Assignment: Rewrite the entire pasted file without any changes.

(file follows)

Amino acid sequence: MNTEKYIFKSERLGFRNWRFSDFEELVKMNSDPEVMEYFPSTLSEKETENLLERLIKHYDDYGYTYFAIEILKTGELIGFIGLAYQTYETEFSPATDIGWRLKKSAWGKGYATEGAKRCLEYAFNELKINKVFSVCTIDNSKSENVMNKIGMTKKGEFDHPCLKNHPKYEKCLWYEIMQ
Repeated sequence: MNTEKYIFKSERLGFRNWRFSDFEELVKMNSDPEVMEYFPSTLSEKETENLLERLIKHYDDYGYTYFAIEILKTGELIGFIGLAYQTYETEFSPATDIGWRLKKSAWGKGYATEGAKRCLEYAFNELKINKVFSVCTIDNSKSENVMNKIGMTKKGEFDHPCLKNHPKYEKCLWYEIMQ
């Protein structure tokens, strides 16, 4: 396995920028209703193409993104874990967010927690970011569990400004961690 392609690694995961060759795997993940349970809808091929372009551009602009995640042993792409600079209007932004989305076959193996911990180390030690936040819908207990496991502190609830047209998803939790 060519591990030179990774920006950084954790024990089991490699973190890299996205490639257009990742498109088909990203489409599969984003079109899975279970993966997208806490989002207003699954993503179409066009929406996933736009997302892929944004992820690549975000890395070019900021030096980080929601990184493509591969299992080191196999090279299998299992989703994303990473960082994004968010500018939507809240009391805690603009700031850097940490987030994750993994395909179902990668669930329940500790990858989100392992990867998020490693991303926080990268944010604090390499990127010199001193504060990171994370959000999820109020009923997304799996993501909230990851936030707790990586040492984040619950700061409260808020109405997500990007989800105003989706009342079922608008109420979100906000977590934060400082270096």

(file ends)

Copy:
Amino acid sequence: MNTEKYIFKSERLGFRNWRFSDFEELVKMNSDPEVMEYFPSTLSEKETENLLERLIKHYDDYGYTYFAIEILKTGELIGFIGLAYQTYETEFSPATDIGWRLKKSAWGKGYATEGAKRCLEYAFNELKINKVFSVCTIDNSKSENVMNKIGMTKKGEFDHPCLKNHPKYEKCLWYEIMQ
Repeated sequence: MNTEKYIFKSERLGFRNWRFSDFEELVKMNSDPEVMEYFPSTLSEKETENLLERLIKHYDDYGYTYFAIEILKTGELIGFIGLAYQTYETEFSPATDIGWRLKKSAWGKGYATEGAKRCLEYAFNELKINKVFSVCTIDNSKSENVMNKIGMTKKGEFDHPCLKNHPKYEKCLWYEIMQ
């Protein structure tokens, strides 16, 4: 396995920028209703193409993104874990967010927690970011569990400004961690 392609690694995961060759795997993940349970809808091929372009551009602009995640042993792409600079209007932004989305076959193996911990180390030690936040819908207990496991502190609830047209998803939790 060519591990030179990774920006950084954790024990089991490699973190890299996205490639257009990742498109088909990203489409599969984003079109899975279970993966997208806490989002207003699954993503179409066009929406996933736009997302892929944004992820690549975000890395070019900021030096980080929601990184493509591969299992080191196999090279299998299992989703994303990473960082994004968010500018939507809240009391805690603009700031850097940490987030994750993994395909179902990668669930329940500790990858989100392992990867998020490693991303926080990268944010604090390499990127010199001193504060990171994370959000999820109020009923997304799996993501909230990851936030707790990586040492984040619950700061409260808020109405997500990007989800105003989706009342079922608008109420979100906000977590934060400082270096």